The other side of me consists of a household with 2 teachers who, several years ago BEFORE they had children poo pooed the idea of picking and choosing schools and had the opinion that all schools were good. Surprise, surprise, now they have children they want to go down the grammar school route and if that doesn't work they will put their children into private education (the route we MAY have to take).

Which brings me on to my next point! People's reaction when you mention private schooling. Not just to parents you know but I also get the feeling it slightly rankles with people on this board too. Sometimes it's people's ONLY option - I sure as heck don't relish the thought of living on beans on toast for the next 7 years!!

Everyone goes on about equal opportunites in education, but in reality it isn't so - no matter which route you go.

The saddest I find are those who live on the wrong side of town, don't pass the 11+, cannot afford private education and their only option is the failing school which is in special measures.

Unfortunately it's a dog eat dog world out there, no matter how much we try to sugar coat it with politeness.

PS: the censored word is where the devil lives - sorry!!

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PostPosted: Thu Nov 27, 2008 11:11 am 
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PMJ - Grammar Schools are some of the most under resourced schools in the country. Most parents’ comments after open days are about how shabby buildings and facilities are. High performing state schools receive the most basic funding.

In relation to creaming off the best pupils and the impact on local schools. North Halifax Grammar wrote an interesting article on this.


Quote NGHS http://www.nhgs.co.uk/mindex.html
NHGS Response from Governors and Staff to the CR (May 2007)(pdf)

Quote:
Assuming that the pupils, who were admitted to NHGS in 2001, if they had not been offered a place at NHGS would:
· have accepted a place at one of the other three secondary schools in North Halifax
· have been equally distributed between the schools
· have all achieved 5+ A*-C (including English and Mathematics) grades
then it would have had an impact of between 1 and 3% on those schools in terms of their attainment in 2006.


That is a marginal difference!

Attitudes to Private and Grammar education are varied. It's a good idea for parents and more importantly children, to develop a thick skin.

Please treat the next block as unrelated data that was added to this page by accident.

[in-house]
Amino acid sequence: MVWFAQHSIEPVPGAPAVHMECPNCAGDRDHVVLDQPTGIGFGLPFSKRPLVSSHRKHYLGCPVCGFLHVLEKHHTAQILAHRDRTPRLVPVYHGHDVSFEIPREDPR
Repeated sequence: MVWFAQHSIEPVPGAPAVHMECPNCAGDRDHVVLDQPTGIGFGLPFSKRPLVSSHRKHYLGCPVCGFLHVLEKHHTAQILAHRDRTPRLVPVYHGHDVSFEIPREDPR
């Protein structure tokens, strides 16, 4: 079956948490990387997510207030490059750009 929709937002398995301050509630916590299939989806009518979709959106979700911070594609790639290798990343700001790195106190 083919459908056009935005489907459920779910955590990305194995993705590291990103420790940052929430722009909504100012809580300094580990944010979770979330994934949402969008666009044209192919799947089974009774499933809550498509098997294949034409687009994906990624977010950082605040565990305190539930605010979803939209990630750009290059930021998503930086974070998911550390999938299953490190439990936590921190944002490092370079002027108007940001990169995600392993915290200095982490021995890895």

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PostPosted: Thu Nov 27, 2008 11:22 am 
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Clearly this topic is a pandora's box.

The provision of education is surely a measure of a society, and as a society we should be able to provide a good, comprehensive education for all.
I'm in agreement with PMJ, personally I wish there was a genuinely comprehensive system that catered for all talents and abilities.

We find ourselves living in an area where this option does not exist, so have to make choices from the available schools. Trying for the local (and yes, very lovely) girls' grammar was about having the widest possible choice. It is open to all on ability, not ability to pay.

So on this point, with respect Snowdrops, I feel the state / private debate is quite a different one, although you are at pains to explain why you feel you have few choices where you live. Again it is about choice, if you can afford it then it is your choice. It is an option available to the very, very few.

But for me, it would be an appalling shift backwards if a good education was only available to those who could pay, and so good state education must be fought for.


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PostPosted: Thu Nov 27, 2008 11:41 am 
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staycalm wrote:

But for me, it would be an appalling shift backwards if a good education was only available to those who could pay, and so good state education must be fought for.


But this is the state of things in our town unfortunately.